No more Canon Flagship DSLRs says CEO

Dec 30, 2021

Alex Baker

Alex Baker is a portrait and lifestyle driven photographer based in Valencia, Spain. She works on a range of projects from commercial to fine art and has had work featured in publications such as The Daily Mail, Conde Nast Traveller and El Mundo, and has exhibited work across Europe

No more Canon Flagship DSLRs says CEO

Dec 30, 2021

Alex Baker

Alex Baker is a portrait and lifestyle driven photographer based in Valencia, Spain. She works on a range of projects from commercial to fine art and has had work featured in publications such as The Daily Mail, Conde Nast Traveller and El Mundo, and has exhibited work across Europe

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Canon’s Chairman and CEO Fujio Mitarai has said that the Canon EOS-1D X Mark III will be Canon’s last flagship DSLR.

Mitari told Japanese newspaper Yomiuri Shimbun in an interview that the company would no longer be producing DSLR cameras, and will be focusing on their mirrorless line-up in the future.

“It is natural that mirrorless cameras will become the mainstream of digital cameras… The market needs are acceleratingly shifting to mirrorless cameras. In line with this, we are steadily shifting manufacturing” Mitarai says.

But don’t despair if you’re enamoured with Canon’s excellent DSLR offering. According to Mitarai, Canon will end the development and production of the flagship model of the digital SLR cameras a few years from now, and this statement specifically refers to its flagship models, not all DSLRs.

Canon’s SLR flagship model is known as the “EOS-1” series, the first of which appeared in 1989. The latest model EOS-1D X Mark III released in 2020 will be the last model in fact.

– Fujio Mitari, Chairman and CEO Canon

Canon confirmed to Petapixel that they “plan to make future flagship models strictly mirrorless cameras”, and are obviously considering an RF mount as their next flagship model.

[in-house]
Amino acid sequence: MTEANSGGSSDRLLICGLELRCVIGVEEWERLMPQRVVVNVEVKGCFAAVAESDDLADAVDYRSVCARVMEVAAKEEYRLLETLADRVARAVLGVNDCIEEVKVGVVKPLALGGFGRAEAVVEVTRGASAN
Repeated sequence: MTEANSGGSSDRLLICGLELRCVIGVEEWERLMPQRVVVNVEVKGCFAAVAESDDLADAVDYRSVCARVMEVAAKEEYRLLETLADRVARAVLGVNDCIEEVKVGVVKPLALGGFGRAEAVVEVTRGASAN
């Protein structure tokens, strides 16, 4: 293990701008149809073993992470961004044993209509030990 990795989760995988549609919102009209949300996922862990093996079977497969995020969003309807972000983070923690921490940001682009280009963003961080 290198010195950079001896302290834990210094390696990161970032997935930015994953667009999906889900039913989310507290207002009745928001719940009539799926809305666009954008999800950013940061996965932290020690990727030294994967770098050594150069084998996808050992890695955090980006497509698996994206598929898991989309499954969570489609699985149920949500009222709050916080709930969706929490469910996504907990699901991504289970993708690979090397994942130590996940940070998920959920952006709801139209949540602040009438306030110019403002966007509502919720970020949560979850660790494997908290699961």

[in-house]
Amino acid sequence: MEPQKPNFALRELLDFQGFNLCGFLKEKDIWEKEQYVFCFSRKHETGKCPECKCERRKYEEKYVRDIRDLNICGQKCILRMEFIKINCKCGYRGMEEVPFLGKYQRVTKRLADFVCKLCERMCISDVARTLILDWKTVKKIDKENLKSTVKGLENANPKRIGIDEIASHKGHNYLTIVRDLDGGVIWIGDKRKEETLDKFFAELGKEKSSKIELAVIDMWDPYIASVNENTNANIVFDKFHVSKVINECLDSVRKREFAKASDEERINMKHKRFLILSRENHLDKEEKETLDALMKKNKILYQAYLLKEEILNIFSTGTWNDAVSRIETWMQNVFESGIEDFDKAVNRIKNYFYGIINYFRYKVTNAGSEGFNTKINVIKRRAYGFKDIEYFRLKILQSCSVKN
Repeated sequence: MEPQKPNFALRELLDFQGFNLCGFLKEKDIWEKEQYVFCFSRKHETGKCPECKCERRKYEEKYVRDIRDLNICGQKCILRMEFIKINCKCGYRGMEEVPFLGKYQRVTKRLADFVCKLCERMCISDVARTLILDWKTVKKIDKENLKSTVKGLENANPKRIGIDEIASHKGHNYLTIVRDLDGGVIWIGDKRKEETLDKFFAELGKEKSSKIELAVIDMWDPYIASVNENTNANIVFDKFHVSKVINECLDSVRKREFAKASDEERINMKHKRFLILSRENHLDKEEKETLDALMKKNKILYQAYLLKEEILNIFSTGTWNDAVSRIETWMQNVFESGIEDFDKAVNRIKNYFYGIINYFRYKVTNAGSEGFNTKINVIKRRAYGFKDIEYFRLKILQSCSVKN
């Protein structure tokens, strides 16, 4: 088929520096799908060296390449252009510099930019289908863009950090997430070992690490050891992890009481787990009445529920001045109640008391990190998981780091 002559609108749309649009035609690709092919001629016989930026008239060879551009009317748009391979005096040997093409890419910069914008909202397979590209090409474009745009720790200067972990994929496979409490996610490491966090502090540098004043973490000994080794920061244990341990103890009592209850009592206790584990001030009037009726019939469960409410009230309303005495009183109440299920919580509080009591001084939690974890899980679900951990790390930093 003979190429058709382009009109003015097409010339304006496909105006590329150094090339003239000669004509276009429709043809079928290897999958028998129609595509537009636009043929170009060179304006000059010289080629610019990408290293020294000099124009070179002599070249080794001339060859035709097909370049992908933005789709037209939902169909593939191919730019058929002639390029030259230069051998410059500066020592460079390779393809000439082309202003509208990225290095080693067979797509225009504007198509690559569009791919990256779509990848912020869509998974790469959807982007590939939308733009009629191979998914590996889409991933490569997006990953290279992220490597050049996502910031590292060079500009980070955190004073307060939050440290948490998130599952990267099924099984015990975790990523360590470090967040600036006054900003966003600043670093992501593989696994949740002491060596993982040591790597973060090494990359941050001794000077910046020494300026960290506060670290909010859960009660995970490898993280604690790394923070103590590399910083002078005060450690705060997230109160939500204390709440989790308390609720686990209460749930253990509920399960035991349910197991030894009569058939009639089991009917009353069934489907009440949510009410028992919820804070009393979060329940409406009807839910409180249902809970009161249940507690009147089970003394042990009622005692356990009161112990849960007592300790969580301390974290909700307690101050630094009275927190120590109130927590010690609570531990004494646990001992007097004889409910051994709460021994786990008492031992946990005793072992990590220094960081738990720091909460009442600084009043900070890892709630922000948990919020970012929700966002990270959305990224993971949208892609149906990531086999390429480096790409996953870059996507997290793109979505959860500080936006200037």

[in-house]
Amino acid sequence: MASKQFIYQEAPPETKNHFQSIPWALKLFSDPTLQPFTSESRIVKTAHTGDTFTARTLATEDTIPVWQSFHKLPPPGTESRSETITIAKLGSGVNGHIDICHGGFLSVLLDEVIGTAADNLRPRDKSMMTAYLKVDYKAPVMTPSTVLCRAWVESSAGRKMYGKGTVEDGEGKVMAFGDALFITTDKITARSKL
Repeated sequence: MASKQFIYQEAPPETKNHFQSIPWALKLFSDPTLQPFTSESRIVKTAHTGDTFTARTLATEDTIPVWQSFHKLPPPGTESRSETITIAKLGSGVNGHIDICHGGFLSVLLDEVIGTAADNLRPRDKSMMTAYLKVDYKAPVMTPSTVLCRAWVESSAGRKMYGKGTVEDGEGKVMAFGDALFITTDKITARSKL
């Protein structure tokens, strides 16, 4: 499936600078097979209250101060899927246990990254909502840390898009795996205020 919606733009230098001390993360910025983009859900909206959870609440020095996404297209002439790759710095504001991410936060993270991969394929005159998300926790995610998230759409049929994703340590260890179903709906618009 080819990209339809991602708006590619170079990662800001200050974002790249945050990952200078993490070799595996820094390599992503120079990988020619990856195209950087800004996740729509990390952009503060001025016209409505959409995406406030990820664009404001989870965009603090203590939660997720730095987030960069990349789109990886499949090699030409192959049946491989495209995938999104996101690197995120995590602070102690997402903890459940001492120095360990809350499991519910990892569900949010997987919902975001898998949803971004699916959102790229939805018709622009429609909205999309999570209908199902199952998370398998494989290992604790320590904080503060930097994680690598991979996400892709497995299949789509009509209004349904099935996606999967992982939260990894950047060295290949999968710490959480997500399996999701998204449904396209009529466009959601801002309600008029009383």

The Canon 1DX Mark III was announced in January 2020 and with a price of over $6000 continues to be a popular choice for photo-journalists.

In January 2020 the company halted production on EF lenses unless there is greater demand from the market. I think it is fairly clear then where Canon is headed, that is, fully forward towards the mirrorless RF system. But is this a bad thing and does it really matter?

For me, there’s no going back to a DSLR after my mirrorless. Yes, they continue to be good cameras and I’ll happily use them as a backup, but I just enjoy the advantages of the mirrorless system too much.

Have you switched to mirrorless and if so, would you go back to a DSLR?

[Via Petapixel]

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Alex Baker

Alex Baker

Alex Baker is a portrait and lifestyle driven photographer based in Valencia, Spain. She works on a range of projects from commercial to fine art and has had work featured in publications such as The Daily Mail, Conde Nast Traveller and El Mundo, and has exhibited work across Europe

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5 responses to “No more Canon Flagship DSLRs says CEO”

  1. JCWDZ88 Avatar
    JCWDZ88